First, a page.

Georgia students improve in many areas on end-of-course tests; math struggles continue

 

 

Georgia high school students showed improvements in most areas on the 2014 end-of-course tests, particularly in literature and science, but they still struggle with math.

According to the results released by the Georgia Department of Education on Wednesday, language arts categories saw an increase in test scores. Eighty-eight percent of Georgia students met or exceeded standards for ninth-grade literature and composition, a 2 percentage-point increase from 2013. Ninety-three percent of students met or exceeded standards for American literature and composition, also a 2 percentage point increase from last year.

Students also improved scores in science and economics testing areas. Eighty-five percent of students met or exceeded testing standards in physical sciences, increasing by 2 percentage points from 2013. Scores for the economics/business/free enterprise category increased by 2 percentage points, with 81 percent of high school students meeting or exceeding test standards.

Only 35 percent of high school students met or exceeded the standards for analytic geometry, a new category added to the EOCT this year. In the coordinate algebra test area, 40 percent of Georgia students met or exceeded the testing standard, an increase of 3 percentage points from last year but still a number reflecting a low pass rate.

Other categories showed minor increases in exam scores or no noticeable change. The number of high school students meeting or exceeding standards in biology increased by 1 percentage point this year, rising to 75 percent. There was no change in the number of students meeting or exceeding the standards for U.S. history, which hovered at 73 percent.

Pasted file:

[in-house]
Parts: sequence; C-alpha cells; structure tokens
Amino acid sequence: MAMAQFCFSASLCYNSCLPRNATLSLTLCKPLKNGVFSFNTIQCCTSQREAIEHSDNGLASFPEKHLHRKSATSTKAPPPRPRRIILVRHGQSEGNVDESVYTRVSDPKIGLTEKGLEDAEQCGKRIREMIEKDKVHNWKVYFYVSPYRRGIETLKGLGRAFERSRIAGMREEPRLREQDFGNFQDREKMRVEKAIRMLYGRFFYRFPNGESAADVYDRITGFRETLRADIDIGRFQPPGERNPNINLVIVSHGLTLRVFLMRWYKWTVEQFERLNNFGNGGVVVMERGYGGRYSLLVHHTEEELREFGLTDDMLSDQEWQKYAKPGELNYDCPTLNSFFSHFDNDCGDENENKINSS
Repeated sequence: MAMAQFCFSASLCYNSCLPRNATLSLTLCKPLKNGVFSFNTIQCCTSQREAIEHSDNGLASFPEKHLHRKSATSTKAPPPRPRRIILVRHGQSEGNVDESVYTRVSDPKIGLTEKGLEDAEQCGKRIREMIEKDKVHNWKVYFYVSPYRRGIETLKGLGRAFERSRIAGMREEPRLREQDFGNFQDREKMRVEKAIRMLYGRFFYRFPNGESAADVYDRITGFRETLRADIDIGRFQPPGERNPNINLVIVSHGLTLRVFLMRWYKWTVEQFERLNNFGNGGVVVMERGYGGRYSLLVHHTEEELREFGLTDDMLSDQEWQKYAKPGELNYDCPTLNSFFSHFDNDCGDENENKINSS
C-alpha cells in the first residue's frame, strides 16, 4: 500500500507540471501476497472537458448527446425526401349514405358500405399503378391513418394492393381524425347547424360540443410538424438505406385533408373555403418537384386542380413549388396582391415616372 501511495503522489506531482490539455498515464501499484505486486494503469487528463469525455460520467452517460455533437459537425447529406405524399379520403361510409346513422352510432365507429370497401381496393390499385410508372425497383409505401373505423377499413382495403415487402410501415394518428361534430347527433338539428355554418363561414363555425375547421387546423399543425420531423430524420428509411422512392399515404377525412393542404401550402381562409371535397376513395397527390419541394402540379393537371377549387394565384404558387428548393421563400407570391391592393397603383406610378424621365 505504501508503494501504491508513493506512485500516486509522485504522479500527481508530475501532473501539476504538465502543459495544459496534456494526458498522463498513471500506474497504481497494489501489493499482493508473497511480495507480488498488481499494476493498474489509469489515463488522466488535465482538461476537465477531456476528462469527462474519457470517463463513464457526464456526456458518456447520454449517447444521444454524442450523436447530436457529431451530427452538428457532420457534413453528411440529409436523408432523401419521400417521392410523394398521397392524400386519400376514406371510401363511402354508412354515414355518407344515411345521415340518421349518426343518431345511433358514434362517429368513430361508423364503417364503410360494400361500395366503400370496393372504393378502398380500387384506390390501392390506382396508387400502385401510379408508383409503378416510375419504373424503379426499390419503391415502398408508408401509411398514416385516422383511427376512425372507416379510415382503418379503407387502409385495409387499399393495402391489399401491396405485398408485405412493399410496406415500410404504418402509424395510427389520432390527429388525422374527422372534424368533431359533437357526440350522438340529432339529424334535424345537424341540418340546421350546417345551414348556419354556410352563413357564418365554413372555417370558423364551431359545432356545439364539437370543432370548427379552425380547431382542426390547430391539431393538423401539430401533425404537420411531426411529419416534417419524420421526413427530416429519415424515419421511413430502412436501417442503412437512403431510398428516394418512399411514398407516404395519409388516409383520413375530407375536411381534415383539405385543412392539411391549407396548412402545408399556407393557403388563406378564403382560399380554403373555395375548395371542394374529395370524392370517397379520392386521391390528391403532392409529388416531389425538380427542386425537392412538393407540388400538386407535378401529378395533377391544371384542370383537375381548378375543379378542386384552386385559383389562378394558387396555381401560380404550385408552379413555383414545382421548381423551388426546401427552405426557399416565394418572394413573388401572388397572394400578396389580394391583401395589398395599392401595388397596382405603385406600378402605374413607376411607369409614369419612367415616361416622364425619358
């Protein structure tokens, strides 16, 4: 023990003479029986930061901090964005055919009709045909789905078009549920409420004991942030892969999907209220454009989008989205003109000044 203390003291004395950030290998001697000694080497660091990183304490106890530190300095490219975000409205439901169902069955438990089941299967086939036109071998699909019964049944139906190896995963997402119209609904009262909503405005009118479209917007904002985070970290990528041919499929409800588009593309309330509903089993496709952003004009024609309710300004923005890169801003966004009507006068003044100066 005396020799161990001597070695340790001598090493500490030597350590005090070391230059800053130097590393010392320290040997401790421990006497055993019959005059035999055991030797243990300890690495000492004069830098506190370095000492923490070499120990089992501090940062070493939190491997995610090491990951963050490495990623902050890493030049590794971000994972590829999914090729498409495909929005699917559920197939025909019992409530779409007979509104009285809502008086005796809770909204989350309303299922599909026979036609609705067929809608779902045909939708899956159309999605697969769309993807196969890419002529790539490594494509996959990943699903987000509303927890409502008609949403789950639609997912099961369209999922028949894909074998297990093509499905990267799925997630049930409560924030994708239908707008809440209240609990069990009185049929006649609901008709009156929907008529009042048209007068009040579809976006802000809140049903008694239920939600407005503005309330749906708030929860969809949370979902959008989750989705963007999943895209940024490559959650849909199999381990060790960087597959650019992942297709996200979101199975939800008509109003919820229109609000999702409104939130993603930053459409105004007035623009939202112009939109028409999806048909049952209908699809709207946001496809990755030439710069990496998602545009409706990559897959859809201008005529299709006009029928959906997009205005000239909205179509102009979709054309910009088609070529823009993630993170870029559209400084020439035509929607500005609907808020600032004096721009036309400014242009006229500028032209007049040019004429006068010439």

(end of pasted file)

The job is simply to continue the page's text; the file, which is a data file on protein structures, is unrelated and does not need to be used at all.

Georgia school Superintendent John Barge was optimistic about the 2014 EOCT results.

“Students and teachers are getting more and more comfortable with our standards and the results are showing it,” Barge said in a news release. “The comparable End-of-Course Tests demonstrate a positive trend. When results on almost all comparable tests increase then we should be encouraged.”

The test is designed to discover the strengths and weaknesses of Georgia high school students to help increase school performance. Roughly 93,000 students took the EOCT this year, and the test counts for either 15 or 20 percent of their final grades, depending on when the student enrolled in ninth grade.

This will be the last year Georgia students will undergo EOCT testing. The exam is being phased out and will be replaced by the Georgia Milestones testing system next year, which will be taken by grades 3-12. The Georgia Milestones will bring more rigorous testing standards and will include more open-ended English and math questions to “better gauge students’ content mastery,” according to a news release from the state Department of Education.

Results specific to school districts will be released by July 16, and results for individual schools will be released about July 30.

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